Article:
Anyhoo … as I’ve been thinking more along the lines of the wilderness experience, I remembered a devotion by Spurgeon in his Morning and Evening. I hung it on my bathroom mirror when I was struggling with infant twins, post-partum depression, and sleep deprivation. Some Most days—truly—these few words from Spurgeon’s pen were my only connection to the Gospel.

From Spurgeon’s Evening devotion for July 19 (public domain, bold emphasis mine): 

Evening, July 19

“A bruised reed shall he not break, and smoking flax shall he not quench.”

Matthew 12:20

What is weaker than the bruised reed or the smoking flax?  
A reed that groweth in the fen or marsh, let but the wild duck light upon it, and it snaps; let but the foot of man brush against it, and it is bruised and broken; every wind that flits across the river moves it to and fro. You can conceive of nothing more frail or brittle, or whose existence is more in jeopardy, than a bruised reed
Then look at the smoking flax—what is it? It has a spark within it, it is true, but it is almost smothered; an infant’s breath might blow it out; nothing has a more precarious existence than its flame. Weak things are here described, yet Jesus says of them, “The smoking flax I will not quench; the bruised reed I will not break.” 
Some of God’s children are made strong to do mighty works for him; God has his Samsons here and there who can pull up Gaza’s gates, and carry them to the top of the hill; he has a few mighties who are lion-like men, but the majority of his people are a timid, trembling race. They are like starlings, frightened at every passer by; a little fearful flock. If temptation comes, they are taken like birds in a snare; if trial threatens, they are ready to faint; their frail skiff is tossed up and down by every wave, they are drifted along like a sea bird on the crest of the billows—weak things, without strength, without wisdom, without foresight. 
Yet, weak as they are, and because they are so weak, they have this promise made specially to them. Herein is grace and graciousness! Herein is love and lovingkindness! How it opens to us the compassion of Jesus—so gentle, tender, considerate! We need never shrink back from his touch. We need never fear a harsh word from him; though he might well chide us for our weakness, he rebuketh not.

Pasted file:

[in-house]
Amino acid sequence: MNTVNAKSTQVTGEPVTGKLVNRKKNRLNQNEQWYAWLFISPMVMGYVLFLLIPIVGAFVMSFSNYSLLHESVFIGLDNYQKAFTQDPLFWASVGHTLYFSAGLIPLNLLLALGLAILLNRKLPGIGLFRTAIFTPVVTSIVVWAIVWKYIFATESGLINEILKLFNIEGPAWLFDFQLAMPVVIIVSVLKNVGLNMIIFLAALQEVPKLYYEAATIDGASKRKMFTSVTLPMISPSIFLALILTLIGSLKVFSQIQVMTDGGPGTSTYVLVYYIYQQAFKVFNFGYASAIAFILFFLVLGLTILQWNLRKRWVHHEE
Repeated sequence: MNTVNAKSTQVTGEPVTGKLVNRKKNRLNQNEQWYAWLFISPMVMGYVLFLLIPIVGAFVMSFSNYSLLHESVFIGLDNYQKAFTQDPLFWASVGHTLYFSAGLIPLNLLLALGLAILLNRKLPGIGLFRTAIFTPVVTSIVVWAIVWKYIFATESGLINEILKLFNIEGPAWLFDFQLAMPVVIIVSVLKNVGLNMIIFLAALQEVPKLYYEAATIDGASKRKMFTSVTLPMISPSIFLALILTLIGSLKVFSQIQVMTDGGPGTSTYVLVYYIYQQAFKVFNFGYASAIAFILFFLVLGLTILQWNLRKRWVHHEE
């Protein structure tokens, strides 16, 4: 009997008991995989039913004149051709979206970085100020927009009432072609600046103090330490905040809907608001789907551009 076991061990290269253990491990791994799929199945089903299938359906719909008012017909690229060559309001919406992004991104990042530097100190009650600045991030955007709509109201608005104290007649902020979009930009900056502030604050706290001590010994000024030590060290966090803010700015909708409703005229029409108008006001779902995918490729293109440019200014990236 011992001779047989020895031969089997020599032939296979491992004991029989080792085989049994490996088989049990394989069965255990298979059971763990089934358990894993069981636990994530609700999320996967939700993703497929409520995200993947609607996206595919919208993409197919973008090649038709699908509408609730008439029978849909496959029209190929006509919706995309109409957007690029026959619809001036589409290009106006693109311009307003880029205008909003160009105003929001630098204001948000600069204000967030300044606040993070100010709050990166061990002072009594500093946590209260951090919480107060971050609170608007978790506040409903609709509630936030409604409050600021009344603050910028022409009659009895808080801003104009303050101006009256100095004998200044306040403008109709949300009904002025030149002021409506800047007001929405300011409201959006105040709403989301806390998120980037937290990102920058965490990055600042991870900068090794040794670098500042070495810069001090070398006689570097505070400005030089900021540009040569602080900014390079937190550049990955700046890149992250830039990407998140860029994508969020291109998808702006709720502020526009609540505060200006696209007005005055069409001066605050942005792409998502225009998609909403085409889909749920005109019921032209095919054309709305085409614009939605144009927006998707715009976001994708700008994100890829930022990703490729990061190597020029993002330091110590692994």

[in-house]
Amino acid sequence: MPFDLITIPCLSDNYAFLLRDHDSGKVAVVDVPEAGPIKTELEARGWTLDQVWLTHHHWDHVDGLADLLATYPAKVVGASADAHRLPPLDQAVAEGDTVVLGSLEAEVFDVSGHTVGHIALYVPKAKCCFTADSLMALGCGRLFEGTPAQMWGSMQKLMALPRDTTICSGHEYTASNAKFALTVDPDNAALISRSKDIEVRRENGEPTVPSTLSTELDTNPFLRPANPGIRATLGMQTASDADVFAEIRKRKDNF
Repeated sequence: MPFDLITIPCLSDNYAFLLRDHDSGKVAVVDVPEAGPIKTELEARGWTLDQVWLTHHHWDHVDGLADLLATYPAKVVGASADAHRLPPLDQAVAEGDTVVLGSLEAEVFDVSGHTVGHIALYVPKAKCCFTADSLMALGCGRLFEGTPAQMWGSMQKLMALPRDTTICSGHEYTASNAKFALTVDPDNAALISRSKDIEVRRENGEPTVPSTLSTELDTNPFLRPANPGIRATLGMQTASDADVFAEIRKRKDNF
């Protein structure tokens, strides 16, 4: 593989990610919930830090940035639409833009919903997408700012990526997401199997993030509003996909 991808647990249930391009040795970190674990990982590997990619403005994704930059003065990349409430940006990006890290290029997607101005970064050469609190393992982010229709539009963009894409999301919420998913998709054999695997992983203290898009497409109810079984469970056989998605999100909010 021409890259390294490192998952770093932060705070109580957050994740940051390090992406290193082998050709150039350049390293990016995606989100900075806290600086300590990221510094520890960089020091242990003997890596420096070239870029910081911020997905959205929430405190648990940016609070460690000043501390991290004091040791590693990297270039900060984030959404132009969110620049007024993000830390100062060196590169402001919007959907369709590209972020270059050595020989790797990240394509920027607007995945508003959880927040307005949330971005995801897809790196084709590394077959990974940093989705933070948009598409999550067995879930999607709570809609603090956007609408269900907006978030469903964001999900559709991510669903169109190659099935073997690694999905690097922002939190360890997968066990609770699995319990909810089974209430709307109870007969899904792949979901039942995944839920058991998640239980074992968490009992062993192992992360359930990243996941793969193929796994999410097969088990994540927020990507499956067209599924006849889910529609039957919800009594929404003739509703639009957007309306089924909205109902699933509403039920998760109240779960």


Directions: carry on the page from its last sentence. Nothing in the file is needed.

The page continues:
Bruised reeds shall have no blows from him, and the smoking flax no damping frowns.
When have you felt like a bruised reed or a smoking flax?  
How do these words encourage you?
~~~

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In The Wilderness

I grew up on a farm. My parents still live there today, and my dad is still farming: mainly beef cattle and crops.

I am not afraid of spiders or ticks or worms. I credit my country upbringing with this strong constitution. I find it incredulous that my husband screams at chirping crickets and is quick to deliver the death blow, while I carefully shoo them out the back door. (It’s just a cricket. Why should he die? He didn’t do anything wrong.)

A creek runs behind my parents’ house. As kids, we’d play in the water. Most of the time, we’d remember our old shoes for wading; but sometimes we didn’t, and I can’t recall our ever stepping on broken glass or nails or anything. Occasionally, we’d go camping out on our farm. We’d fish in the creek and cook our catch. We’d sleep in a camper in the middle of nowhere. Dark and chilly. Without boundaries of time or space or safety or predictability.

And we loved it.

Sure it was just little more than a “backyard camp-out.” I mean, we weren’t being all Bear Grylls or Survivor Man or The Blair Witch Project or anything.

But it was just enough outdoorsy-ness that now, as an adult, I look at that and think, Um, yea. That doesn’t sound like so much fun.

Ewwww… wading in a creek where hundreds of cows have pooped? Catching and eating fish from that same creek? No electricity? No bathroom?  

No Internet? 

I got to thinking about this because I’ve been mulling over “wilderness experiences” lately. Think of the Israelites and their wilderness wanderings. So much can be gleaned from their years in the wilderness. In upcoming posts, I want to explore some of those ideas: their grumbling, God’s provision, and others.

Chris and I believe we are being led through a “wilderness experience” of sorts right now. I find it terribly difficult some days to take the next step through the density of the brush and the tangle of thorns that characterize my heart. Still, I know it’s necessary and important and good and will ultimately bring me through to the other side.

When have you experienced a time of wilderness wandering in your life? 
How did it affect you?  

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photo: xandert on morguefile.com

After the Nashville Flood

(This photo was taken on Monday, May 3, 2010. It’s Old Harding Pike, between Morton Mill RD and Poplar Creek RD. The golf course is behind the trees on the right; the red sign belongs to the Active Learning Center on the left. Our house is within walking distance but at a higher elevation.)

I’ve been quiet for a week or so now. My Internet has been down because my phone line was down because the Nashville flood shut down our city for a few days.